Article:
— By Deborah Kesten, VIP Contributor at Thrive Global
Whole Person Integrative Eating (WPIE) is a science-backed, breakthrough program with a simple yet powerful premise: Identify the reasons you overeat (your overeating styles) and gain weight—with the illuminating WPIE self-assessment quiz1—then overcome overeating and lose weight by replacing your overeating styles with the antidotes: the elements of the Whole Person Integrative Eating program.
What is Whole Person Integrative Eating?
Whole Person Integrative Eating is a scientifically sound program by holistic nutrition researcher Deborah Kesten, M.P.H., and behavioral scientist Larry Scherwitz, Ph.D., that shows you how to halt, even reverse, overeating and weight gain by replacing your overeating styles with the elements of the Whole Person Integrative Eating dietary lifestyle.2,3
So what makes this weight loss program different? The key is this: Whole Person Integrative Eating addresses the underlying causesof overeating, being overweight, and obese. And it encompasses all facets and attributes of being human, meaning, your physical health, but also your emotional, spiritual, and social well-being. If you do the work to find the “all-of-you” WPIE-based causes of your overconsumption, you’ll likely reap the weight-loss rewards.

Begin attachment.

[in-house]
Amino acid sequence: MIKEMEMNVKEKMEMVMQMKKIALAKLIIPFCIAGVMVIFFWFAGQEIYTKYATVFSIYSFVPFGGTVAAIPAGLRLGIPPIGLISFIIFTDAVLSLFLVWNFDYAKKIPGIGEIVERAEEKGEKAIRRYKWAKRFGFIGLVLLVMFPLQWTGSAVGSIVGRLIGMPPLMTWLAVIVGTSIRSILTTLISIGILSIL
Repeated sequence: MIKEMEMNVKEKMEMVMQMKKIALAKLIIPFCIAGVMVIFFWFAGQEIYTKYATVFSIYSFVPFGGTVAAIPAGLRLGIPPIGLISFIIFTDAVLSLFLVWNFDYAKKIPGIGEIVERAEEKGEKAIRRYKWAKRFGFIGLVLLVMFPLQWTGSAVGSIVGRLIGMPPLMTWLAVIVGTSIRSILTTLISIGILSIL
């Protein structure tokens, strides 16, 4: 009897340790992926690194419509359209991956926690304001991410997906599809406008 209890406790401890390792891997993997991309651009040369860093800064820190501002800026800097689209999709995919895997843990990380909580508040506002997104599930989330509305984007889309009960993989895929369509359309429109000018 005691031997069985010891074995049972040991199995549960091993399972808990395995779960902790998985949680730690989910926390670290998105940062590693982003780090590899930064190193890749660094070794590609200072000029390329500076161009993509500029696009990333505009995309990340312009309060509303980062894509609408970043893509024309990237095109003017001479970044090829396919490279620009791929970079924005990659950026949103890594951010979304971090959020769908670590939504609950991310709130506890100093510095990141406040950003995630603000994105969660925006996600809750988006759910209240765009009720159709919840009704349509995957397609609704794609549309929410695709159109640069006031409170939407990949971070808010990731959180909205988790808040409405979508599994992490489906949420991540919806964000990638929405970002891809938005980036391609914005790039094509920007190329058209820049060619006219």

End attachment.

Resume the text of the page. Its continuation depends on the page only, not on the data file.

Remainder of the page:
Another proviso: TheWhole Person Integrative Eating program is not a diet, but a lifestyle plan, a way of eating—for life—that combines ancient food wisdom with modern nutritional science. As you might imagine, it’s a diet rich in fresh whole foods – fruits and vegetables, whole grains, legumes, and nuts and seeds, with smaller servings of chemical-free animal foods.
Plus, factored into this ‘whole person’ approach are the why, how, and with whom you are dining on a daily basis. Here’s what I mean: Did you know that overeating and weight gain are influenced by the state of your psyche and spiritual and social dimensions? Did you know that there are 7 “new normal” overeating styles—reasons you overeat and gain weight? Plus, Kesten and Scherwitz share some invisible eat less-weigh less ingredients that are missed in other weight loss programs. For instance, have you ever practicedmindfulnessand gratitude while cooking or eating?
“If people follow the revolutionary [Whole Person Integrative Eating] program…it may be the most helpful step they can take toward losing weight and keeping it off,” says bestselling author Kenneth Pelletier, M.D., Ph.D., clinical professor of medicine at University of California School of Medicine, San Francisco.
Ancient Food Wisdom Meets Modern Nutritional Science